The Slovenia Times

A life of adventures in the sky



The beginnings: An aviation crazy kid grows into a student, who in 1973 and by some coincidence read a German Stern magazine that included an article on paragliding in the USA. What he read there, totally captured his imagination. Based on the photographs in the magazine, he began constructing a glider from pipes and the linen commonly used for umbrellas, which was available in his local store. He tested the prototype in the December, but it didnot fly. After some improvements were implemented the device finally lifted off in the following spring. Maybe he was not the only one solitary Icarus in the country, who experimented that way, but in the case of Stane, this was only the first step in a life of adventure beneath the clouds. He also made an example and became a sort of a guru for many flying idealists. Over the course of the next ten years, the Slovenian sky was full of home constructed hang-gliders. These 'skeletons' were made of irrigation pipes, which, so he says, were even better than the material that the Americans used for the same purpose. The glider was covered with sailboat linen, available from the nautical stores in Trieste.

He views these times as a sort of renaissance, that was linked to individualism, and was reflected in American 'hippie' movement and surfing mania.

While in the western world, access to the joys of flying mainly depended on the financial status and the socialist states that offered the same in exchange for dedicated contribution to aero-clubs or youth-cultivating organisations. Stane didnot fit into any of these options, so he went his own way. Actually, as he points out, there were small workshops everywhere in the world. Everyone invented and experimented. The innovation potential of these enthusiasts were in certain aspects surpassing NASA with its unlimited resources.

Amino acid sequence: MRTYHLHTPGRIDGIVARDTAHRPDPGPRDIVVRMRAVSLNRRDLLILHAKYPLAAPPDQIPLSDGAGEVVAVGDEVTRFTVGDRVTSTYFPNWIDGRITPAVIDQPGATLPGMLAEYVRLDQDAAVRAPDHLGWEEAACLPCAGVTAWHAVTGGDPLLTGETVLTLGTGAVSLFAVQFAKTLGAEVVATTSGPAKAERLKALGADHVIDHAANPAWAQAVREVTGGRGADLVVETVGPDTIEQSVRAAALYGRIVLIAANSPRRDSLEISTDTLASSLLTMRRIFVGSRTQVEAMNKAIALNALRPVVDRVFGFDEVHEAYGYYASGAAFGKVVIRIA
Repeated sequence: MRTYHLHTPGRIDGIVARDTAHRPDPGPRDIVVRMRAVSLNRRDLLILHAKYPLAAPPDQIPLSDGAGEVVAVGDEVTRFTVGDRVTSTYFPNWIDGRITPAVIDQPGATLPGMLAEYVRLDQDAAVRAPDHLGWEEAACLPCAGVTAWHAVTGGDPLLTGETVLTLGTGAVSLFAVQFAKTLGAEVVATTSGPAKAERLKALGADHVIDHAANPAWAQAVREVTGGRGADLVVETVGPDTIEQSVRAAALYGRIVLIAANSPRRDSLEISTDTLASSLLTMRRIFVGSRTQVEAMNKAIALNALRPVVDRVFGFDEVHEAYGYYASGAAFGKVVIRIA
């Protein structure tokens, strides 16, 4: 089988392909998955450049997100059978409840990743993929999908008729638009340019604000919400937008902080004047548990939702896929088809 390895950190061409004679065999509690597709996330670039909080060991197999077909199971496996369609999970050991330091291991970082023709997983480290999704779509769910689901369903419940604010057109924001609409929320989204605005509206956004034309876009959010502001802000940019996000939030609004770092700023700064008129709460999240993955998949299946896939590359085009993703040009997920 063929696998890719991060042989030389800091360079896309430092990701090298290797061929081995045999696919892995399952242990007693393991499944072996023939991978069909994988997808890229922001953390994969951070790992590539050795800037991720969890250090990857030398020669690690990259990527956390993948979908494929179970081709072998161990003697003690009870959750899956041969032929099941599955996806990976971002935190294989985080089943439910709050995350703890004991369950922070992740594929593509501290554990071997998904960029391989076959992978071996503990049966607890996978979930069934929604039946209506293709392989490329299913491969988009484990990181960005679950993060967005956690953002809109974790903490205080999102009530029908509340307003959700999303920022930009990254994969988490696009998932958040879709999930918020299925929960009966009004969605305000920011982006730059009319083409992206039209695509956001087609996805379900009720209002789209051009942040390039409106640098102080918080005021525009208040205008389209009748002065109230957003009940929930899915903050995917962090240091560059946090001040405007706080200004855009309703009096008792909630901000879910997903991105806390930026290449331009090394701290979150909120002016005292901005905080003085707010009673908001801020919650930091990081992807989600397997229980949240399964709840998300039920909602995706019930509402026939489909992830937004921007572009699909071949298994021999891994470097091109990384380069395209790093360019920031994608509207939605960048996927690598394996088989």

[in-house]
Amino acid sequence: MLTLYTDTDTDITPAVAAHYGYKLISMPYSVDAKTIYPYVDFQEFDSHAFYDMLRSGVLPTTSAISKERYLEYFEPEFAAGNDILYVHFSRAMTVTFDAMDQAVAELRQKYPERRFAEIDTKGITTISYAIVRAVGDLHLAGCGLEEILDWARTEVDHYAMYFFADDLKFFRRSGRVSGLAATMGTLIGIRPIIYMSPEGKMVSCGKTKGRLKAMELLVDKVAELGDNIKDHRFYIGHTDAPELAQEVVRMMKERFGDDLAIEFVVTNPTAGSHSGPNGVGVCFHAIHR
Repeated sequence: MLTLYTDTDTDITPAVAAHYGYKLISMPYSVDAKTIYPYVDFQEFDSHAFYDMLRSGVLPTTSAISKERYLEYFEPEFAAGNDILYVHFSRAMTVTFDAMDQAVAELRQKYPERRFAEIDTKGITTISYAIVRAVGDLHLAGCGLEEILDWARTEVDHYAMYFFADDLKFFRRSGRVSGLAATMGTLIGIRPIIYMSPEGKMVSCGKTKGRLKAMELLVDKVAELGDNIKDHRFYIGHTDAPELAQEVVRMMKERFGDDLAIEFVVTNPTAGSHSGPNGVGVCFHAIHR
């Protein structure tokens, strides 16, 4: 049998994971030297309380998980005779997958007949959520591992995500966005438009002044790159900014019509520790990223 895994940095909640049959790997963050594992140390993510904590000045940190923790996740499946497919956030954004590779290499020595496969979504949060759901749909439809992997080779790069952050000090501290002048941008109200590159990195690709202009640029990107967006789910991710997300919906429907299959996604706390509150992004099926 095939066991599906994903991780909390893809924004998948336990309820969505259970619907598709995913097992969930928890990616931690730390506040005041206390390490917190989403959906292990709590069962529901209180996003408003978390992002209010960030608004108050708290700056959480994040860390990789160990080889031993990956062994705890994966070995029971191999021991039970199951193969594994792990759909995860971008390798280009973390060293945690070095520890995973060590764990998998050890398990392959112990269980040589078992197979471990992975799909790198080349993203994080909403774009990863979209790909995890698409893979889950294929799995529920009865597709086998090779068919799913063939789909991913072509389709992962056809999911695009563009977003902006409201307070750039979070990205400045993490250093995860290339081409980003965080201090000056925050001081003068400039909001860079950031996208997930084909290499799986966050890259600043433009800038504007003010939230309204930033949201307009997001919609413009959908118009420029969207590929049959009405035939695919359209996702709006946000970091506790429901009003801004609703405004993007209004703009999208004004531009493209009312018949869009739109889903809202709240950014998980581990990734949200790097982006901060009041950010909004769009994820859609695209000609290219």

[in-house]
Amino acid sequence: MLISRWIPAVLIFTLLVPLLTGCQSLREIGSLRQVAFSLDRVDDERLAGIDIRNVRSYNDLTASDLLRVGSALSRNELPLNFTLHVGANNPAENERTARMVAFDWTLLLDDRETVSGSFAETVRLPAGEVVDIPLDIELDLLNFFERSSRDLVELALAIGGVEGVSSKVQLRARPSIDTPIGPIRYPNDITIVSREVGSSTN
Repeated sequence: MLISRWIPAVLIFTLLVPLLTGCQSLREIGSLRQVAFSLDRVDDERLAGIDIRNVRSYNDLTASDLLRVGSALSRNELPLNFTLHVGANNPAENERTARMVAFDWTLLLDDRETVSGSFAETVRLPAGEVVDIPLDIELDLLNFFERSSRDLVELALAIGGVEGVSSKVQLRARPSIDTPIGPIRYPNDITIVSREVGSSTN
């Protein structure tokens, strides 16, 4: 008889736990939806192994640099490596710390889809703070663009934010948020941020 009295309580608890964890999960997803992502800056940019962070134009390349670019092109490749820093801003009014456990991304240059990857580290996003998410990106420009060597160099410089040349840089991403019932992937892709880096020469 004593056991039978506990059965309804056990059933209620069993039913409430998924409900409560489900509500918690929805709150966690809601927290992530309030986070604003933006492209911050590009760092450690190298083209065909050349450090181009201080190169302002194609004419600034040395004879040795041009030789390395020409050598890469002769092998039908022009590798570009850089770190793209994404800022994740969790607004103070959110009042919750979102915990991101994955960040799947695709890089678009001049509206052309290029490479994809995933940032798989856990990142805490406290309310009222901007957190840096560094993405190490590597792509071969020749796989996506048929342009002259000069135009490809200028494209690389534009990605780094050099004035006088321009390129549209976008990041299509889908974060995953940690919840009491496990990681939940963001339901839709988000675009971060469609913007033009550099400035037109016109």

Getting to the business

By the end of the eighties, hang gliders surrendered to paragliders. These were easier to transport and store. They became the new obsession for flying enthusiasts. Stane was no exception. Together with a friend, he immediately moved on to create his own paraglider, then another, and another... His engineering and crafting skills, which had been so far, only available to his friends, started to turn into a business. Within a few years, he had reorganised his production to specialize in emergency parachutes. This didnot last long as his business partner proposed another deal and so those parachutes used for jumping out of the planes landed onto Stane's production line. The drafts for these parachutes were based on a certain American model. Somehow these did not perform well, and so Stane decided to take the matter into his own hands. He attended a parachuting course and everything became clear, after only a few jumps using the problematic chute that he had made,. He then moved on to design his own parachute with many useful improvements which derived from his knowledge of paragliders. His innovative approach resulted in the reduced size of a chute that retained the same falling speed. This parachute model created enough demand to sell a few hundred in the USA and to finally let Stane became totally independent within his business. When asked about the size of his current production, he avoids the quantifiers: "I never wanted a big factory. What matters is that my products are of top quality and that I keep my free time."